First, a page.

Jul
09

If Change Was Easy, We Would All Do It

by  Jon Mertz  |  Change Management

Yes. If change was easy, we would all do it. Standing still will not move us forward. Limiting our learning will not create a growth mindset. Change is required. It just isn’t always easy to do.

A few weeks ago in the Lead Change Google+ Community, the question of the week was:

“For you personally, what helps you make change stick? What practice(s) has helped you change a habit, adopt a new habit, or change an attitude or mindset?”

Community Insights: Making Change Stick

The Lead Change Community jumped in with real, practical insights. Here are some edited snippets:

Joy Guthrie: Two things, I think, have been most helpful in making change stick for me. 1) Repetition of the new behavior and process; and 2) The Buddy system, being involved in a change with someone else.

Brian Rensing: For me, I always look for the thing that will put me “on the hook” in a way that I cannot avoid accountability.

Jonena Relth: Having an accountability partner helps me stay “true north.”

Kate Nasser: I keep the desire going by knowing the true purpose. Write it down! Read it each morning, noon, and night. The purpose makes you want to repeat it and the repetition of action tells you if the purpose is strong enough. If the purpose is not strong enough, the action will seem burdensome and complex. If it is strong enough, the repetition will make the new actions seem easier over time.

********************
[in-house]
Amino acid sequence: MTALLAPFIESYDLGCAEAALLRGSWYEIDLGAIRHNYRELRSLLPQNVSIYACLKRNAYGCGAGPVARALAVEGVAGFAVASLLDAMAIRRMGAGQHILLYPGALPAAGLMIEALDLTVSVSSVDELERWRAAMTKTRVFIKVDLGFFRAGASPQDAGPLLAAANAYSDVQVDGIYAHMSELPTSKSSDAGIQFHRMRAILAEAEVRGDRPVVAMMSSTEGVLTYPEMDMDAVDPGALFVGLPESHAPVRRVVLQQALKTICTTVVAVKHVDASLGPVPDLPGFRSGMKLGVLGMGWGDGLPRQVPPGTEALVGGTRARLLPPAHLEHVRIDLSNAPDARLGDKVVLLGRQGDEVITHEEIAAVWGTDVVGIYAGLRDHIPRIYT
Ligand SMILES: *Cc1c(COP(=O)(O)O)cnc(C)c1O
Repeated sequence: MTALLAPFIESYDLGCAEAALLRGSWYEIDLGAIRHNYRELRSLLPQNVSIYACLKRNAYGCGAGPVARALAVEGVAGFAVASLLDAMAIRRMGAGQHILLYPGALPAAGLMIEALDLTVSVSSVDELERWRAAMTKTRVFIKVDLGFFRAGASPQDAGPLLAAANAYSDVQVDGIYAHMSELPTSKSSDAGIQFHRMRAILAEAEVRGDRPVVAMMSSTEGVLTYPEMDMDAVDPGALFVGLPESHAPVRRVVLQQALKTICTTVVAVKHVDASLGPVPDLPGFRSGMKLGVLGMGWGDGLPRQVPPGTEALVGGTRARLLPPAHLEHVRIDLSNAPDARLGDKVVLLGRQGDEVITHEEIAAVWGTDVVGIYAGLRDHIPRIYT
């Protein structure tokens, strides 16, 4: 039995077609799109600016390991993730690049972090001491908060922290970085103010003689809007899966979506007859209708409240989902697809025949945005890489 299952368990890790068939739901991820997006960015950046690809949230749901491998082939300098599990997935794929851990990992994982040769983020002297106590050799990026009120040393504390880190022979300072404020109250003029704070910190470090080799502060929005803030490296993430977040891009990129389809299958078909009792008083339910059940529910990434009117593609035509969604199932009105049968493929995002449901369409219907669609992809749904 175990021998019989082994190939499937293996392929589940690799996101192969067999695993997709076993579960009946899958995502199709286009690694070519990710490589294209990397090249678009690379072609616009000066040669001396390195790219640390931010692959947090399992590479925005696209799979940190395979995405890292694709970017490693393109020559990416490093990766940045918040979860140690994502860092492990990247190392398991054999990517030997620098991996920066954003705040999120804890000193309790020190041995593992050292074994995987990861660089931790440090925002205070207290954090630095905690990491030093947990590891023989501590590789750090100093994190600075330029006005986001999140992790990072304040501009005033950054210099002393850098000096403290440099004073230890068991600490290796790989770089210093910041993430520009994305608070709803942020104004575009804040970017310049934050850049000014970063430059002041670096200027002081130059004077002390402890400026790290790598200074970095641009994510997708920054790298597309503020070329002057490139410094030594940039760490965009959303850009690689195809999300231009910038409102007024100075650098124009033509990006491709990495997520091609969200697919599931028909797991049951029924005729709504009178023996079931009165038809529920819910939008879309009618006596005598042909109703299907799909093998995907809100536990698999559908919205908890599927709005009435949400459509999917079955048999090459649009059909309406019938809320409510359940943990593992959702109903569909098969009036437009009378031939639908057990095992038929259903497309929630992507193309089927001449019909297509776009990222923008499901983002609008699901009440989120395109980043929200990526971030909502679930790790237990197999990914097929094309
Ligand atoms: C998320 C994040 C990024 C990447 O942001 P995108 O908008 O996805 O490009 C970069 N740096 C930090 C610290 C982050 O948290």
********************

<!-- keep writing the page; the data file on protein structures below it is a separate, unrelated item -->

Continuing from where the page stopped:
Hoda Maalouf: If something/someone really annoys/hurts me, I usually take a strict decision to move on and not look back. It has worked well for me for two main reasons: I focus so well on my next move so that I won’t have time to look back. Second, time will heal and there are other beautiful/interesting things/people to know/deal with.

Pioneer Outfitters: I would have said “the buddy system” but I suppose it depends upon the “buddy.” I do understand that it comes from within, but at the same time, fighting agoraphobia on a parallel path seems to be too much to win on our own.

Linda Fitzgerald: Sometimes fear (like being told one has a serious illness or might have it if we don’t change our ways); sometimes a deep desire to do something differently than in the past.

Alli Polin: I changed my habit by making it more like play. By adding some fun, pushing myself, and competing against myself, I’ve been stepping it up like a machine. I wear a pedometer that wirelessly connects to a website where I can “compete” against friends and my personal best. The only real competition is with myself.

Lalita Raman: For me it is always the “Why?” If the “why” appeals to me, I’ll change.

Purpose, Accountability, and Repetition

Purpose, accountability, and repetition are common themes to making change stick. A strong purpose puts the power in the change while accountability partners keep us on the right paths. Adopting and keeping new habits happen when we keep doing the change we desire. In today’s world, an accountability partner can be an app (e.g., FitBit, Mint, etc.).

Another essential element, I believe, is mindset. We can have all of the above yet, without a shift in mindset, we can begin to spin out. Purpose can help shift our mindset, yet there needs to be a self-discipline, too, along with a growth mindset.

What Is a Growth Mindset?

Carol S. Dweck, Ph.D., wrote an insightful book called Mindset: The New Psychology of Success. She defines a growth mindset as: